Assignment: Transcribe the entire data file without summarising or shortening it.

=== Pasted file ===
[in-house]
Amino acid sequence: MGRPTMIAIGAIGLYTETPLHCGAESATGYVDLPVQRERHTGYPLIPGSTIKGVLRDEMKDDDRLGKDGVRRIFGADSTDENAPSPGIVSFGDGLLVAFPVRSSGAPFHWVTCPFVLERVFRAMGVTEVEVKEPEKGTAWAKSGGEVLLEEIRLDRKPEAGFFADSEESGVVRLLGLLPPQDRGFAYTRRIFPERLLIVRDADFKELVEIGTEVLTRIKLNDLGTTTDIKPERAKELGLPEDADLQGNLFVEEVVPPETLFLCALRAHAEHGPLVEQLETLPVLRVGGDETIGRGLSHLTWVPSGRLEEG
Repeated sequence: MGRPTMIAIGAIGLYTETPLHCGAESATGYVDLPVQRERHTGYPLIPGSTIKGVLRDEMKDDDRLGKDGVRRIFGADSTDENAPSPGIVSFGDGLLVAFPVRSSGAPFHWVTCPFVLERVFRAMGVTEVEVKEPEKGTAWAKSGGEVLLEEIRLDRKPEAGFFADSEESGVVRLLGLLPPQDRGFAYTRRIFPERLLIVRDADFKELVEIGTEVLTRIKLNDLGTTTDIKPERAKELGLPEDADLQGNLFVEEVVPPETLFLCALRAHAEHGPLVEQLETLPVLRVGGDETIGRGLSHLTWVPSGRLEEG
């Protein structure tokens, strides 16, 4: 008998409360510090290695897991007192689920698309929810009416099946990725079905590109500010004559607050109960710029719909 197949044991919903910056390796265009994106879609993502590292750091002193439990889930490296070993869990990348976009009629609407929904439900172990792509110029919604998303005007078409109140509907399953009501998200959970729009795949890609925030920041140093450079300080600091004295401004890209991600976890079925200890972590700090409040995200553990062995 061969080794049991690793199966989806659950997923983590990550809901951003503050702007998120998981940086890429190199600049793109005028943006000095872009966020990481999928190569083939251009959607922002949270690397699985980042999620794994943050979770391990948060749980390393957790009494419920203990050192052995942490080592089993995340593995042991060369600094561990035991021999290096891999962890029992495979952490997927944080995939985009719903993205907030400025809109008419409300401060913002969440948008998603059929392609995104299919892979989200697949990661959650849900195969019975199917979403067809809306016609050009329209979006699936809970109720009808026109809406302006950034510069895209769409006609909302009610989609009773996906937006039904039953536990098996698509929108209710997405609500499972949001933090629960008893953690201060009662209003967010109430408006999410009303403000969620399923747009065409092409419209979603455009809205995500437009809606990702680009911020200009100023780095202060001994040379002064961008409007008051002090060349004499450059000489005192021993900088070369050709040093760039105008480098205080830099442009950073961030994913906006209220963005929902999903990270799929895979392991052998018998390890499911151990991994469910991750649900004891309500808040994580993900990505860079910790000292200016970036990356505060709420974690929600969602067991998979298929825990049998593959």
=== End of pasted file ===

[in-house]
Amino acid sequence: MGRPTMIAIGAIGLYTETPLHCGAESATGYVDLPVQRERHTGYPLIPGSTIKGVLRDEMKDDDRLGKDGVRRIFGADSTDENAPSPGIVSFGDGLLVAFPVRSSGAPFHWVTCPFVLERVFRAMGVTEVEVKEPEKGTAWAKSGGEVLLEEIRLDRKPEAGFFADSEESGVVRLLGLLPPQDRGFAYTRRIFPERLLIVRDADFKELVEIGTEVLTRIKLNDLGTTTDIKPERAKELGLPEDADLQGNLFVEEVVPPETLFLCALRAHAEHGPLVEQLETLPVLRVGGDETIGRGLSHLTWVPSGRLEEG
Repeated sequence: MGRPTMIAIGAIGLYTETPLHCGAESATGYVDLPVQRERHTGYPLIPGSTIKGVLRDEMKDDDRLGKDGVRRIFGADSTDENAPSPGIVSFGDGLLVAFPVRSSGAPFHWVTCPFVLERVFRAMGVTEVEVKEPEKGTAWAKSGGEVLLEEIRLDRKPEAGFFADSEESGVVRLLGLLPPQDRGFAYTRRIFPERLLIVRDADFKELVEIGTEVLTRIKLNDLGTTTDIKPERAKELGLPEDADLQGNLFVEEVVPPETLFLCALRAHAEHGPLVEQLETLPVLRVGGDETIGRGLSHLTWVPSGRLEEG
């Protein structure tokens, strides 16, 4: 008998409360510090290695897991007192689920698309929810009416099946990725079905590109500010004559607050109960710029719909 197949044991919903910056390796265009994106879609993502590292750091002193439990889930490296070993869990990348976009009629609407929904439900172990792509110029919604998303005007078409109140509907399953009501998200959970729009795949890609925030920041140093450079300080600091004295401004890209991600976890079925200890972590700090409040995200553990062995 061969080794049991690793199966989806659950997923983590990550809901951003503050702007998120998981940086890429190199600049793109005028943006000095872009966020990481999928190569083939251009959607922002949270690397699985980042999620794994943050979770391990948060749980390393957790009494419920203990050192052995942490080592089993995340593995042991060369600094561990035991021999290096891999962890029992495979952490997927944080995939985009719903993205907030400025809109008419409300401060913002969440948008998603059929392609995104299919892979989200697949990661959650849900195969019975199917979403067809809306016609050009329209979006699936809970109720009808026109809406302006950034510069895209769409006609909302009610989609009773996906937006039904039953536990098996698509929108209710997405609500499972949001933090629960008893953690201060009662209003967010109430408006999410009303403000969620399923747009065409092409419209979603455009809205995500437009809606990702680009911020200009100023780095202060001994040379002064961008409007008051002090060349004499450059000489005192021993900088070369050709040093760039105008480098205080830099442009950073961030994913906006209220963005929902999903990270799929895979392991052998018998390890499911151990991994469910991750649900004891309500808040994580993900990505860079910790000292200016970036990356505060709420974690929600969602067991998979298929825990049998593959």